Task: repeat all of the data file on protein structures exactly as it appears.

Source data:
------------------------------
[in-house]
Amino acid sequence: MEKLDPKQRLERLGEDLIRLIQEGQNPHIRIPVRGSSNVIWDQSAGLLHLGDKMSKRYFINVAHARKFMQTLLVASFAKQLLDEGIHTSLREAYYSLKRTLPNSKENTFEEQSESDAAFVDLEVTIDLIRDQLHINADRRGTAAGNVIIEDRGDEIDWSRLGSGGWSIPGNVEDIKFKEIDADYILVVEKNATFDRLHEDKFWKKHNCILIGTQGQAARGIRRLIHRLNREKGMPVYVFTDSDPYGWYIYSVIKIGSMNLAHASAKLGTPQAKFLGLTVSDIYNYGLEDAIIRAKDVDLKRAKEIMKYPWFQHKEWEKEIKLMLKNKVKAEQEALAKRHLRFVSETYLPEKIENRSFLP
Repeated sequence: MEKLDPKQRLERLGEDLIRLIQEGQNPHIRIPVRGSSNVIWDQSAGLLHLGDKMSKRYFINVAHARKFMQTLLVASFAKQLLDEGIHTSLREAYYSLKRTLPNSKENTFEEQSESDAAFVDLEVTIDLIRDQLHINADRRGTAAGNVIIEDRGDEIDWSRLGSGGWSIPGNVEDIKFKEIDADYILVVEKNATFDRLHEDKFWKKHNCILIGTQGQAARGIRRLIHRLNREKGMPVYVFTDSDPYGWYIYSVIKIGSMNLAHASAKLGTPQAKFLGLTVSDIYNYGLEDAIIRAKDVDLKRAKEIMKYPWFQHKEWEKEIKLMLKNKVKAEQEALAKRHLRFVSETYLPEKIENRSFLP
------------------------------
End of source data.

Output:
[in-house]
Amino acid sequence: MEKLDPKQRLERLGEDLIRLIQEGQNPHIRIPVRGSSNVIWDQSAGLLHLGDKMSKRYFINVAHARKFMQTLLVASFAKQLLDEGIHTSLREAYYSLKRTLPNSKENTFEEQSESDAAFVDLEVTIDLIRDQLHINADRRGTAAGNVIIEDRGDEIDWSRLGSGGWSIPGNVEDIKFKEIDADYILVVEKNATFDRLHEDKFWKKHNCILIGTQGQAARGIRRLIHRLNREKGMPVYVFTDSDPYGWYIYSVIKIGSMNLAHASAKLGTPQAKFLGLTVSDIYNYGLEDAIIRAKDVDLKRAKEIMKYPWFQHKEWEKEIKLMLKNKVKAEQEALAKRHLRFVSETYLPEKIENRSFLP
Repeated sequence: MEKLDPKQRLERLGEDLIRLIQEGQNPHIRIPVRGSSNVIWDQSAGLLHLGDKMSKRYFINVAHARKFMQTLLVASFAKQLLDEGIHTSLREAYYSLKRTLPNSKENTFEEQSESDAAFVDLEVTIDLIRDQLHINADRRGTAAGNVIIEDRGDEIDWSRLGSGGWSIPGNVEDIKFKEIDADYILVVEKNATFDRLHEDKFWKKHNCILIGTQGQAARGIRRLIHRLNREKGMPVYVFTDSDPYGWYIYSVIKIGSMNLAHASAKLGTPQAKFLGLTVSDIYNYGLEDAIIRAKDVDLKRAKEIMKYPWFQHKEWEKEIKLMLKNKVKAEQEALAKRHLRFVSETYLPEKIENRSFLP